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Flexible Solar Cells Set Efficiency Record

Photonics.com
May 2011
DÜBENDORF, Switzerland, May 24, 2011 — An efficiency record of 18.7 percent for flexible copper indium gallium selenide (CIGS) solar cells on plastics has been reported by Swiss researchers at Empa’s Laboratory for Thin Film and Photovoltaics.

"The new record value for flexible CIGS solar cells of 18.7 percent nearly closes the 'efficiency gap' to solar cells based on polycrystalline silicon (Si) wafers or CIGS thin-film cells on glass," said Ayodhya N. Tiwari, who led the research. He is convinced that "flexible and lightweight CIGS solar cells with efficiencies comparable to the 'best in class' will have excellent potential to bring about a paradigm shift and to enable low-cost solar electricity in the near future."


Flexible thin-film CIGS solar cell on polymer substrate developed at Empa. (Image: Empa)

One major advantage of flexible high-performance CIGS solar cells is the potential to lower manufacturing costs through roll-to-roll processing, while at the same time offering a much higher efficiency than those currently on the market. Such lightweight and flexible solar modules also can offer additional cost benefits in terms of transportation, installation and structural frames for the modules and can significantly reduce the so-called "balance of system" costs.

Taken together, the new CIGS polymer cells exhibit numerous advantages for applications such as facades, solar farms and portable electronics. With high-performance devices now within reach, the results suggest that monolithically interconnected flexible CIGS solar modules with efficiencies above 16 percent should be achievable with the recently developed processes and concepts.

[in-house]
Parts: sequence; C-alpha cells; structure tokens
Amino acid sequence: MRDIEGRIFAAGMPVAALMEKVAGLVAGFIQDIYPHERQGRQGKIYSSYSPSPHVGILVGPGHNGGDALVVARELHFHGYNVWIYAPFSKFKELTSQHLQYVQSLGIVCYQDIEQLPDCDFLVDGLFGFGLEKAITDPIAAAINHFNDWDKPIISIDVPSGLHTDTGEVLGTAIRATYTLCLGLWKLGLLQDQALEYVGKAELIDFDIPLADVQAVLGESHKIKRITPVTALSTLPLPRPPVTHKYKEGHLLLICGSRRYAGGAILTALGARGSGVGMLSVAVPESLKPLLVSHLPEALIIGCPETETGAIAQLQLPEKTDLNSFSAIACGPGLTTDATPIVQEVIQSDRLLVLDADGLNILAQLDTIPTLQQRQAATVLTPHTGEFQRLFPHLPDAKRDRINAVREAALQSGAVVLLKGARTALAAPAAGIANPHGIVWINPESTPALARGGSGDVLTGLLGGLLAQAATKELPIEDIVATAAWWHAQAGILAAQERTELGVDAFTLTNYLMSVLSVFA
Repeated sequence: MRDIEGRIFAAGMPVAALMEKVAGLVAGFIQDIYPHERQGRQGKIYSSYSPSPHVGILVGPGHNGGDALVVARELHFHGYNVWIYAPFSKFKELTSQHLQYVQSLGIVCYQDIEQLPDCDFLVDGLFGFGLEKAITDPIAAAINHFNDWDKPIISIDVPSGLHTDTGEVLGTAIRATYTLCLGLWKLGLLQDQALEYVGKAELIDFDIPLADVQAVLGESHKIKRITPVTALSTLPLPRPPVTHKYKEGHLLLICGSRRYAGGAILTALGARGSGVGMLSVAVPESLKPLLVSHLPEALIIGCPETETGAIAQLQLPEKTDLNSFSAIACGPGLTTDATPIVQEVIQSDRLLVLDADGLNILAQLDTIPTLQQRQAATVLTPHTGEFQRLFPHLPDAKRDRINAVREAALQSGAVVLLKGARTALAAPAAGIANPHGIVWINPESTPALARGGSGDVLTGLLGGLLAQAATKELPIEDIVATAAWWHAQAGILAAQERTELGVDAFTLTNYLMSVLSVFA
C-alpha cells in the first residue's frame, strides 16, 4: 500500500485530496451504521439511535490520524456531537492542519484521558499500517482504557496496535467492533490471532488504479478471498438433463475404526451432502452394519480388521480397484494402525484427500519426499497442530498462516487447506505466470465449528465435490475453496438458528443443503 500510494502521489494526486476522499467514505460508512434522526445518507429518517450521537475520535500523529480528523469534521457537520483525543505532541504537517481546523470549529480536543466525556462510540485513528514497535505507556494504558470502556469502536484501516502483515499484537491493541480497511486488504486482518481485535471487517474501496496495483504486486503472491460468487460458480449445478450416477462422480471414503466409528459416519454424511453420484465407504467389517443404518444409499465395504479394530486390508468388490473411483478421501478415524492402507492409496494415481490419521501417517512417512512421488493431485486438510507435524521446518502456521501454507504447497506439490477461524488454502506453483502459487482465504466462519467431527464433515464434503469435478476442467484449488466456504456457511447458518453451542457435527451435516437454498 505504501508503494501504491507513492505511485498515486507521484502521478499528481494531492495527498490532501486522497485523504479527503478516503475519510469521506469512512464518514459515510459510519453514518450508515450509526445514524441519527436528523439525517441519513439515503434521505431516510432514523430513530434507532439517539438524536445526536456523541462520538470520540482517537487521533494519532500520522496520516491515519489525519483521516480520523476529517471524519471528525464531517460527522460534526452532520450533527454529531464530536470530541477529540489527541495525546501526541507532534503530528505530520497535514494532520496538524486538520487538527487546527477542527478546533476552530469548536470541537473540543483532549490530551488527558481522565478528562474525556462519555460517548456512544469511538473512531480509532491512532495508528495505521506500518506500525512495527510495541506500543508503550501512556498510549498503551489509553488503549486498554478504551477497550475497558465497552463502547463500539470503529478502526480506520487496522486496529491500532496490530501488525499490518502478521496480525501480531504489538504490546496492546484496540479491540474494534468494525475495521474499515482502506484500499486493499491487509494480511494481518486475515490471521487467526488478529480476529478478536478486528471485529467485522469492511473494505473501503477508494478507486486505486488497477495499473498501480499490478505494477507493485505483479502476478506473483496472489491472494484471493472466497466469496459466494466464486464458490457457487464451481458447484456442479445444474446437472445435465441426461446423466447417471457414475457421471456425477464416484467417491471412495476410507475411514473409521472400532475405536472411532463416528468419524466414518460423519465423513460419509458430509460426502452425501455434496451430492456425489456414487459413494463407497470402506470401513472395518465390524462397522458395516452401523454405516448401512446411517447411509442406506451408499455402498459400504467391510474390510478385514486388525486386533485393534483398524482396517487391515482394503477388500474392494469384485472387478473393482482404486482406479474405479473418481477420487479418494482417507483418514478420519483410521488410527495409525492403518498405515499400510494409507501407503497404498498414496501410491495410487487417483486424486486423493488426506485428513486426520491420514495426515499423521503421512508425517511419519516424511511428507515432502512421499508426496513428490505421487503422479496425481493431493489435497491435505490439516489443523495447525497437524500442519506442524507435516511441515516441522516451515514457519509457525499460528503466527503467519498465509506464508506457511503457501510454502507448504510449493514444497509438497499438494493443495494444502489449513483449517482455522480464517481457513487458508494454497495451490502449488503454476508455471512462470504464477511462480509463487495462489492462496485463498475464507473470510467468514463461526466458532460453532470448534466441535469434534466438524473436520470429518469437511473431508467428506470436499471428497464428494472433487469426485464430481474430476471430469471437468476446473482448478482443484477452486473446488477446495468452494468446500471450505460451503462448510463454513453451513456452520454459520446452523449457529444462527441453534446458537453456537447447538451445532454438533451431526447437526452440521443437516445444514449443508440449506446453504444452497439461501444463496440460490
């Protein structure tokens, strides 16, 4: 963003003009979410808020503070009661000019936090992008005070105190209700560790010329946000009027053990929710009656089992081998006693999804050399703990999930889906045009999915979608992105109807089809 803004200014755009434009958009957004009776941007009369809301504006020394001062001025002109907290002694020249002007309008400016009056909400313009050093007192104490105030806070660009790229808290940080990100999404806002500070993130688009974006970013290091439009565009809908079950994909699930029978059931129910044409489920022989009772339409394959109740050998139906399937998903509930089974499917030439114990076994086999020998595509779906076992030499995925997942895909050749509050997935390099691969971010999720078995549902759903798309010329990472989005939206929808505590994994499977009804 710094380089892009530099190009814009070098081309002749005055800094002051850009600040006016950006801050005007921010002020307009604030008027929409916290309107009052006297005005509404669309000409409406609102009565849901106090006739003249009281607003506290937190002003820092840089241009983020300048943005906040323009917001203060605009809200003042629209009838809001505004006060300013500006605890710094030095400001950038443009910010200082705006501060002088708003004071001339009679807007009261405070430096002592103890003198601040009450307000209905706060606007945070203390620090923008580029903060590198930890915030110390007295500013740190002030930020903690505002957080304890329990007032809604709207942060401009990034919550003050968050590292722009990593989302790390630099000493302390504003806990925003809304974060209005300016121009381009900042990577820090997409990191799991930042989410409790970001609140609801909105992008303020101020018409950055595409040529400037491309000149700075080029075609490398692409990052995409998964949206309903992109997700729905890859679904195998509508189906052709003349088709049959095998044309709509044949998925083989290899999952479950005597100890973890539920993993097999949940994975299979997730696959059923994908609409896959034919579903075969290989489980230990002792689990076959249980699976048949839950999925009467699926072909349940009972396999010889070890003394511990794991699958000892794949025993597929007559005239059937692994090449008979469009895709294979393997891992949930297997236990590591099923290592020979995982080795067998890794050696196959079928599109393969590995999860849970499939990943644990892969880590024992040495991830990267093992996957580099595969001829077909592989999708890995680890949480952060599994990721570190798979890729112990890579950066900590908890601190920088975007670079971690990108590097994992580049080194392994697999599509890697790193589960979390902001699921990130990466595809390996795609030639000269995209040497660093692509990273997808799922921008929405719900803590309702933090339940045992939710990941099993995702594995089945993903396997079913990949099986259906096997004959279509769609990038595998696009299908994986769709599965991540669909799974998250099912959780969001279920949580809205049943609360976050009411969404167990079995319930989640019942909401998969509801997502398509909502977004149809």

At the forefront of efficiency improvements

In recent years, thin-film photovoltaics technology based on glass substrates has gained sufficient maturity toward industrial production; flexible CIGS technology is, however, still an emerging field. The recent improvements in efficiency in research labs and pilot plants — among others by Tiwari's group, first at ETH Zurich and, for the past few years, at Empa — are contributing to performance improvements and to overcoming manufacturability barriers.

Working closely with scientists at Flisom AG, a startup company that is scaling up and commercializing the technology, the team made significant progress in low-temperature growth of CIGS layers, yielding flexible CIGS cells that are ever more efficient, up from a record value of 14.1 percent in 2005 to the "high score" of 18.7 percent for any type of flexible solar cell grown on polymer or metal foil. The latest improvements in cell efficiency were made possible through a reduction in recombination losses by improving the structural properties of the CIGS layer and the proprietary low-temperature deposition process for growing the layers as well as in situ doping with sodium during the final stage. With these results, polymer films have proved superior to metal foils as a carrier substrate for achieving highest efficiency.

Record efficiencies of up to 17.5 percent on steel foils covered with impurity diffusion barriers were achieved with CIGS growth processes at temperatures exceeding 550 °C. However, when applied to steel foil without any diffusion barrier, the proprietary low-temperature CIGS deposition process developed by Empa and Flisom for polymer films easily matched the performance achieved with high-temperature procedures, resulting in an efficiency of 17.7 percent. The results suggest that commonly used barrier coatings for detrimental impurities on metal foils would not be required.

The continuous improvement in energy conversion efficiencies of flexible CIGS solar cells is no small feat, said Empa Director Gian-Luca Bona. "What we see here is the result of an in-depth understanding of the material properties of layers and interfaces combined with an innovative process development in a systematic manner. Next, we need to transfer these innovations to industry for large-scale production of low-cost solar modules to take off."

Empa scientists are working with Flisom to further develop manufacturing processes and to scale up production.

For more information, visit: www.empa.ch


GLOSSARY
thin film
A thin layer of a substance deposited on an insulating base in a vacuum by a microelectronic process. Thin films are most commonly used for antireflection, achromatic beamsplitters, color filters, narrow passband filters, semitransparent mirrors, heat control filters, high reflectivity mirrors, polarizers and reflection filters.
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